Repurposing lithium-ion batteries from electric vehicles (EVs) into energy storage systems can help meet the world’s power needs as early as 2030, research by Greenpeace East Asia shows.
The organisation is calling for manufacturers to track the sale and re-collection of all their batteries, and introduce life cycle as a core performance metric for product design, emphasising standardisation and recyclability.
Likewise, Greenpeace East Asia says that as China’s state policies expand EV deployment, energy storage, and new infrastructure, policymakers need to enable repurposing of energy storage components.
The research acknowledged the surge in EV sales in Asia and the potential lithium and cobalt supply risks posing industry-wide supply concern.
Greenpeace East Asia suggests that by 2025 backup power systems for all of China’s 5G telecom stations could be supplied by repurposed batteries, with shared e-bikes another alternative use for second-life batteries.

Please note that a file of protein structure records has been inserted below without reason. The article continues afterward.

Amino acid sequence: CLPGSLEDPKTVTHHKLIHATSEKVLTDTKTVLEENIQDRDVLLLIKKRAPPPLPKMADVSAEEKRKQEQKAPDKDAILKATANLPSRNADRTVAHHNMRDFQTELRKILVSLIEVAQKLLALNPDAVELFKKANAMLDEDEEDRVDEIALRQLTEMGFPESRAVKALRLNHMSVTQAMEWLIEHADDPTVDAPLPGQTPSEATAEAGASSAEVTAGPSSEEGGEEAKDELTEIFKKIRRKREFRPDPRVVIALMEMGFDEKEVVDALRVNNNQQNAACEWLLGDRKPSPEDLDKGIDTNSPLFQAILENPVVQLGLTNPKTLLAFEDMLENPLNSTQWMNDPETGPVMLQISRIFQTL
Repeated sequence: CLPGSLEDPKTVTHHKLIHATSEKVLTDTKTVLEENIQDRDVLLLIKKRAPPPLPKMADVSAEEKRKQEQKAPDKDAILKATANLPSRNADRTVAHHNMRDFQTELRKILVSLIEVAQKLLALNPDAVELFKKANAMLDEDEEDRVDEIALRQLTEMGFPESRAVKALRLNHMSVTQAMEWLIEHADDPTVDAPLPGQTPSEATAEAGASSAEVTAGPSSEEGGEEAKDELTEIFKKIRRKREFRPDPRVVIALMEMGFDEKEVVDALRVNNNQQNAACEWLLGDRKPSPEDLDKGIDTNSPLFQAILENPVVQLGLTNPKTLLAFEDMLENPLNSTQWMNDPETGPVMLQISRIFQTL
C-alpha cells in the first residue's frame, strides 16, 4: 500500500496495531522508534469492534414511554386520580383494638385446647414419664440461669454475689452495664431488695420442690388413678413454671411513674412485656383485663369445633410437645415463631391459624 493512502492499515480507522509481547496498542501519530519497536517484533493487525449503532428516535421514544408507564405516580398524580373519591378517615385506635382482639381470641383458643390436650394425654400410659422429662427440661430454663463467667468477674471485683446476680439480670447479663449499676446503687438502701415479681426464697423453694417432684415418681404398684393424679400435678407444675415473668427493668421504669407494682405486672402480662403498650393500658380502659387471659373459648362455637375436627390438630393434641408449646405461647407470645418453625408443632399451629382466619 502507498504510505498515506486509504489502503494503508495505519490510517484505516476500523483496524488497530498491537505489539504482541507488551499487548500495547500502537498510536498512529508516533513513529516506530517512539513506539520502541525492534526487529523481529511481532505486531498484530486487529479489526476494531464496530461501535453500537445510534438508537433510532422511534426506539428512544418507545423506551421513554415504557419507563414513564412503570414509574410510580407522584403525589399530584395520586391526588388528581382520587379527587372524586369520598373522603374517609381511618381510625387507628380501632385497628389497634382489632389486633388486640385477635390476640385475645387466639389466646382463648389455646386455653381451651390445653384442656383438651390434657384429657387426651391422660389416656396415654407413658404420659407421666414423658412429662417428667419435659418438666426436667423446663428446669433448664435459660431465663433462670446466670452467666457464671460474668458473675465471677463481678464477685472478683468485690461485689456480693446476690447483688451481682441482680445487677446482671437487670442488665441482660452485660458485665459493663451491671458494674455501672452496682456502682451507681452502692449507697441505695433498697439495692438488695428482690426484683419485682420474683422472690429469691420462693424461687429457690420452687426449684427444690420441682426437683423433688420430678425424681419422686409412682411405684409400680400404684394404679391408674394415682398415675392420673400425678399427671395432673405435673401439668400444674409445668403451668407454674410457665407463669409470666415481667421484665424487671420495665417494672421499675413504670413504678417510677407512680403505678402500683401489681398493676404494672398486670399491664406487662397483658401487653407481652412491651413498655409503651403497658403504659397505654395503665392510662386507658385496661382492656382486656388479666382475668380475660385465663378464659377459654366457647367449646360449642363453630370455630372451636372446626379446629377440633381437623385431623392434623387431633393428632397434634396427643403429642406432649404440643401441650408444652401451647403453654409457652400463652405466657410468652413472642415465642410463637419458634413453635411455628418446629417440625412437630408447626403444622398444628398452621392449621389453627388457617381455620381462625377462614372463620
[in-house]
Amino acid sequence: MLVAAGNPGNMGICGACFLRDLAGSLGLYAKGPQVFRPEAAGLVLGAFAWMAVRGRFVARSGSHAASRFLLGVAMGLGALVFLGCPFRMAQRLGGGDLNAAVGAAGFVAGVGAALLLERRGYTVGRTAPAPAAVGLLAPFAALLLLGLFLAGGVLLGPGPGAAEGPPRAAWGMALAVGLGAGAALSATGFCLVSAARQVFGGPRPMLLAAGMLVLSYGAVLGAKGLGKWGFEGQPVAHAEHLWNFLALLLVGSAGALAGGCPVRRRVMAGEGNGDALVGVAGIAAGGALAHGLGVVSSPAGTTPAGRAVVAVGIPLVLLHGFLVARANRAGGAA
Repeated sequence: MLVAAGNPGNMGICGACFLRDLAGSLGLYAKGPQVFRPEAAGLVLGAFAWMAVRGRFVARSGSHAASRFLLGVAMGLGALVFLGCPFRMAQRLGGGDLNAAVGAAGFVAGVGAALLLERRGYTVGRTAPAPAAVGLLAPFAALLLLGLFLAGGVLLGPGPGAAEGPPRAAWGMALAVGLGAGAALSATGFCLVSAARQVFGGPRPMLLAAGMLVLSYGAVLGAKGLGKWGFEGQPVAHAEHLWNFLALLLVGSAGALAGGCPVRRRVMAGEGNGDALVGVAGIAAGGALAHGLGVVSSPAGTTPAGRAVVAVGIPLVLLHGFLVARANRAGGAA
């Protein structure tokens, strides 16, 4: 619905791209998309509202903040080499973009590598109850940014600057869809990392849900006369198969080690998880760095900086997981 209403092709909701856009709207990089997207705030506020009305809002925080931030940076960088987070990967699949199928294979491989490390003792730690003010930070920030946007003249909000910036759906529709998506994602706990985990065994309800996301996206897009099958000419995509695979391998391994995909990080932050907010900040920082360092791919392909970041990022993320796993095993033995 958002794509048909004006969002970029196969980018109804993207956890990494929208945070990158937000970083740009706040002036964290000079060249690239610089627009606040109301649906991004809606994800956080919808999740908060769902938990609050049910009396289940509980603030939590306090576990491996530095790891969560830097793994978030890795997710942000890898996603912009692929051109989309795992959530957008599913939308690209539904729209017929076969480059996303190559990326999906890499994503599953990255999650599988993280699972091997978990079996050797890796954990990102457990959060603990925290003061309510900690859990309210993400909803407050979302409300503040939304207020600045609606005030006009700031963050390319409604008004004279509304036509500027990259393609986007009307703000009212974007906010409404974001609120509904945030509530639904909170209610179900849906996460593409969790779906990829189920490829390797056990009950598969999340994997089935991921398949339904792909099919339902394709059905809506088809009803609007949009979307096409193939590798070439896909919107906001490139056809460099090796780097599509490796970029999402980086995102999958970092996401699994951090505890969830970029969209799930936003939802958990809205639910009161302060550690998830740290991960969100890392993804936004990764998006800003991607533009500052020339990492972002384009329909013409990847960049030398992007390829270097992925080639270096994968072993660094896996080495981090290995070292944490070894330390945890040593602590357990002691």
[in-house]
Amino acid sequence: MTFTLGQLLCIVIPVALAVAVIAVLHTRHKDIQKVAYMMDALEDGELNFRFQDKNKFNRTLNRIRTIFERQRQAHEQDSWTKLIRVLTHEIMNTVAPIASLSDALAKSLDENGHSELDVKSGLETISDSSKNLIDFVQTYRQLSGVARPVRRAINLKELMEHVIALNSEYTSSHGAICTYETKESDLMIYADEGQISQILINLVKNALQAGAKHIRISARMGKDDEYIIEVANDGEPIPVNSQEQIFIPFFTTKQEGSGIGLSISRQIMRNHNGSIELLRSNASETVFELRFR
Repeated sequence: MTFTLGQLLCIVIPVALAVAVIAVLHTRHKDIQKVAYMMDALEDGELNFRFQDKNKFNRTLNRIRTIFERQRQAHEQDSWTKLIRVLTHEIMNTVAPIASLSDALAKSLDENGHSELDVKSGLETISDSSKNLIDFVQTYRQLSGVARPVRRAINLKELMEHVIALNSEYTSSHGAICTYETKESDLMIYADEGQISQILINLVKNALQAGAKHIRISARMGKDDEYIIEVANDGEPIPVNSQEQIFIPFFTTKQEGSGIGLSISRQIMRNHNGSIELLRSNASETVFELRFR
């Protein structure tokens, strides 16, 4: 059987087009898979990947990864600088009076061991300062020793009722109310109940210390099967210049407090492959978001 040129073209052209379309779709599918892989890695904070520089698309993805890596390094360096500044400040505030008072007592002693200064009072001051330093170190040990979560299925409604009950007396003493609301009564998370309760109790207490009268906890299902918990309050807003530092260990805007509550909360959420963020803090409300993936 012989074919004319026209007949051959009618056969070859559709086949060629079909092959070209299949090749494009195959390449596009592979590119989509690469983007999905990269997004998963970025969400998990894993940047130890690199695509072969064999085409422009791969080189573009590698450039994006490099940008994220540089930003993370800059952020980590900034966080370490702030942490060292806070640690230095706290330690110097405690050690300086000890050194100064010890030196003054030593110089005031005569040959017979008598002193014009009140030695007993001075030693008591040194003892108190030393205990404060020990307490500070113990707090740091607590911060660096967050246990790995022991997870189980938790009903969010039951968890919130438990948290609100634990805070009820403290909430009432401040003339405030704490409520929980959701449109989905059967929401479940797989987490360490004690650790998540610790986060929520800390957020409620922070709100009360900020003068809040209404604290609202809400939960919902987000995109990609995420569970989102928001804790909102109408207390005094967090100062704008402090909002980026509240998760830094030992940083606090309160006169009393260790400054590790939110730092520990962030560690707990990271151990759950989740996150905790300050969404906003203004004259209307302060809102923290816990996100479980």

Ada Kong, Greenpeace East Asia senior program manager, said: “We’re about to see a tidal wave of old EV batteries hit China.
“What we do with this wave of old batteries is actually a billion dollar, billion-ton-of-carbon dioxide question.
“Repurposing is central to manufacturers’ responsibility to mitigate their carbon emissions.
“To make EVs a sustainable solution, battery manufacturers and automotive companies have a social responsibility to support circular economies. And governments have a responsibility to mandate recycling and repurposing systems for EV batteries.”
GPEA calculates that 12.85 million tons of EV lithium-ion batteries will go offline up to 2030, while at the same time, 10.35 million tons of lithium, cobalt, nickel, and manganese will be mined for new batteries.
The research highlights the risk of price and supply instability to China, Japan, and South Korea, where around 85% of the world’s EV batteries are made using imported raw materials— with CATL, Panasonic, BYD, LG Chem, Guoxuan Hi-Tech, and Samsung SDI accounting for almost three quarters of global supply.
GPEA calculation showed repurposing batteries can save 63.34 million tons of carbon emissions from new battery manufacturing.